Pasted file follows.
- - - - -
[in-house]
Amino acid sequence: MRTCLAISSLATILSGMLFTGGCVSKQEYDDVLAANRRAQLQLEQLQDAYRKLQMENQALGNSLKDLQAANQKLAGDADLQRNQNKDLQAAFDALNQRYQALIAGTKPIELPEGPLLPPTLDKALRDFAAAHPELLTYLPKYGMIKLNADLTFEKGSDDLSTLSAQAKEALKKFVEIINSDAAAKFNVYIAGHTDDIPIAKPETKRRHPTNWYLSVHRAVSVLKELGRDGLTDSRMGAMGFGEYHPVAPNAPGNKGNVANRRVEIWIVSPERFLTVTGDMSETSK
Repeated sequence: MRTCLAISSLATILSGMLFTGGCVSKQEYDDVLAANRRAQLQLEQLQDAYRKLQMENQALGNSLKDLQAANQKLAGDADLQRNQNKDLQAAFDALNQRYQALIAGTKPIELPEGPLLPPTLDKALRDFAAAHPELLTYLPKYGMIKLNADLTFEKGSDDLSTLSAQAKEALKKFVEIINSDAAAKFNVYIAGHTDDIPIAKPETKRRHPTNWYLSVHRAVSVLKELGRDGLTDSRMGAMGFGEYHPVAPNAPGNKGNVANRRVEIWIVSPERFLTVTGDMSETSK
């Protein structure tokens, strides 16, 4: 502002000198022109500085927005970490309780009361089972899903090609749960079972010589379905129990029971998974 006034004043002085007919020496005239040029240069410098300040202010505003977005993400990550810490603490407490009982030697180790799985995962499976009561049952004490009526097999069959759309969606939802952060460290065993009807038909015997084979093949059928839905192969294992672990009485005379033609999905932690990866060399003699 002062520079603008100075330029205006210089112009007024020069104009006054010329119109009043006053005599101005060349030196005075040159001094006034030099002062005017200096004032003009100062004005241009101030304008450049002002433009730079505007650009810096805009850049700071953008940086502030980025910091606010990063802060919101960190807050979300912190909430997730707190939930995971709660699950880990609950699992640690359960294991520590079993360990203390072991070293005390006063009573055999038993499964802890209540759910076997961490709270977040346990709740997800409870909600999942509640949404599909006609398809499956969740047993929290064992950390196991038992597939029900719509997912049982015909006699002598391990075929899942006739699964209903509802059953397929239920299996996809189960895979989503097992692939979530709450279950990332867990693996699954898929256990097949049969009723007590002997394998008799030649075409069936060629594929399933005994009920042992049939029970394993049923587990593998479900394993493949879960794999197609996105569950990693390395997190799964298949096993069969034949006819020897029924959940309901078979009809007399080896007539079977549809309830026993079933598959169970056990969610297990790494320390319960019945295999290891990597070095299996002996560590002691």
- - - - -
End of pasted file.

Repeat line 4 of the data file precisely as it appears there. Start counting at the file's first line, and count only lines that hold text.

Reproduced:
């Protein structure tokens, strides 16, 4: 502002000198022109500085927005970490309780009361089972899903090609749960079972010589379905129990029971998974 006034004043002085007919020496005239040029240069410098300040202010505003977005993400990550810490603490407490009982030697180790799985995962499976009561049952004490009526097999069959759309969606939802952060460290065993009807038909015997084979093949059928839905192969294992672990009485005379033609999905932690990866060399003699 002062520079603008100075330029205006210089112009007024020069104009006054010329119109009043006053005599101005060349030196005075040159001094006034030099002062005017200096004032003009100062004005241009101030304008450049002002433009730079505007650009810096805009850049700071953008940086502030980025910091606010990063802060919101960190807050979300912190909430997730707190939930995971709660699950880990609950699992640690359960294991520590079993360990203390072991070293005390006063009573055999038993499964802890209540759910076997961490709270977040346990709740997800409870909600999942509640949404599909006609398809499956969740047993929290064992950390196991038992597939029900719509997912049982015909006699002598391990075929899942006739699964209903509802059953397929239920299996996809189960895979989503097992692939979530709450279950990332867990693996699954898929256990097949049969009723007590002997394998008799030649075409069936060629594929399933005994009920042992049939029970394993049923587990593998479900394993493949879960794999197609996105569950990693390395997190799964298949096993069969034949006819020897029924959940309901078979009809007399080896007539079977549809309830026993079933598959169970056990969610297990790494320390319960019945295999290891990597070095299996002996560590002691």